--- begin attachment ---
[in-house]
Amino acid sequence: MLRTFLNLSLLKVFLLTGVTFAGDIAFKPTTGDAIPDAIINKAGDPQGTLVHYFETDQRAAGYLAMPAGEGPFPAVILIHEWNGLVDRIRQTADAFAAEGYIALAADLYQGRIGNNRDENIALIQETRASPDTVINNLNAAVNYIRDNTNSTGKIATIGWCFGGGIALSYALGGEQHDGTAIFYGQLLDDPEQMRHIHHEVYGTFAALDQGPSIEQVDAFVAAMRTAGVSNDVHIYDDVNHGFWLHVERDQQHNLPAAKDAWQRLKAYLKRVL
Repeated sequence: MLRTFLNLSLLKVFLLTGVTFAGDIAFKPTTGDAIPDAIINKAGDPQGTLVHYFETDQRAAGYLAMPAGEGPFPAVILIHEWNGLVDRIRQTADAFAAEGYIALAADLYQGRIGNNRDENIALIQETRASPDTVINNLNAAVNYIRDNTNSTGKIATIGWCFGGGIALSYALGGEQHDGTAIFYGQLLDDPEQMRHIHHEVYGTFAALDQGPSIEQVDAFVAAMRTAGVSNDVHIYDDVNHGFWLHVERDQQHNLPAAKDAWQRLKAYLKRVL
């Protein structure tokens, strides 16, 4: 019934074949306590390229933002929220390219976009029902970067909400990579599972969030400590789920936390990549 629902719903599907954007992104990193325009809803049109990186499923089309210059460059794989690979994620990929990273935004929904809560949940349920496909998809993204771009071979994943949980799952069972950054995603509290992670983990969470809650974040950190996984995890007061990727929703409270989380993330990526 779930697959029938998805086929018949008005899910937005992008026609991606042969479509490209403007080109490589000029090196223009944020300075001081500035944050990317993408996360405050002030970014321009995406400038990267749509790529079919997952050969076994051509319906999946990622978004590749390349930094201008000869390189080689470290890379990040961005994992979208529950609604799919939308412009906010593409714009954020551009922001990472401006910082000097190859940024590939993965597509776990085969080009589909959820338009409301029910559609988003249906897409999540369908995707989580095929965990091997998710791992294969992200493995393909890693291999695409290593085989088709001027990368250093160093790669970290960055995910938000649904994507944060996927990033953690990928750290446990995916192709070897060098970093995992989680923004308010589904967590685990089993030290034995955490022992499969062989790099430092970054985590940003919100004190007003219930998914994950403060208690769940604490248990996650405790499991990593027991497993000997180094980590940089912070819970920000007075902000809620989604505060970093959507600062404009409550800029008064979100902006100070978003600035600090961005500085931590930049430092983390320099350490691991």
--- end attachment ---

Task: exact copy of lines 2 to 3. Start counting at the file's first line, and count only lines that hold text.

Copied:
Amino acid sequence: MLRTFLNLSLLKVFLLTGVTFAGDIAFKPTTGDAIPDAIINKAGDPQGTLVHYFETDQRAAGYLAMPAGEGPFPAVILIHEWNGLVDRIRQTADAFAAEGYIALAADLYQGRIGNNRDENIALIQETRASPDTVINNLNAAVNYIRDNTNSTGKIATIGWCFGGGIALSYALGGEQHDGTAIFYGQLLDDPEQMRHIHHEVYGTFAALDQGPSIEQVDAFVAAMRTAGVSNDVHIYDDVNHGFWLHVERDQQHNLPAAKDAWQRLKAYLKRVL
Repeated sequence: MLRTFLNLSLLKVFLLTGVTFAGDIAFKPTTGDAIPDAIINKAGDPQGTLVHYFETDQRAAGYLAMPAGEGPFPAVILIHEWNGLVDRIRQTADAFAAEGYIALAADLYQGRIGNNRDENIALIQETRASPDTVINNLNAAVNYIRDNTNSTGKIATIGWCFGGGIALSYALGGEQHDGTAIFYGQLLDDPEQMRHIHHEVYGTFAALDQGPSIEQVDAFVAAMRTAGVSNDVHIYDDVNHGFWLHVERDQQHNLPAAKDAWQRLKAYLKRVL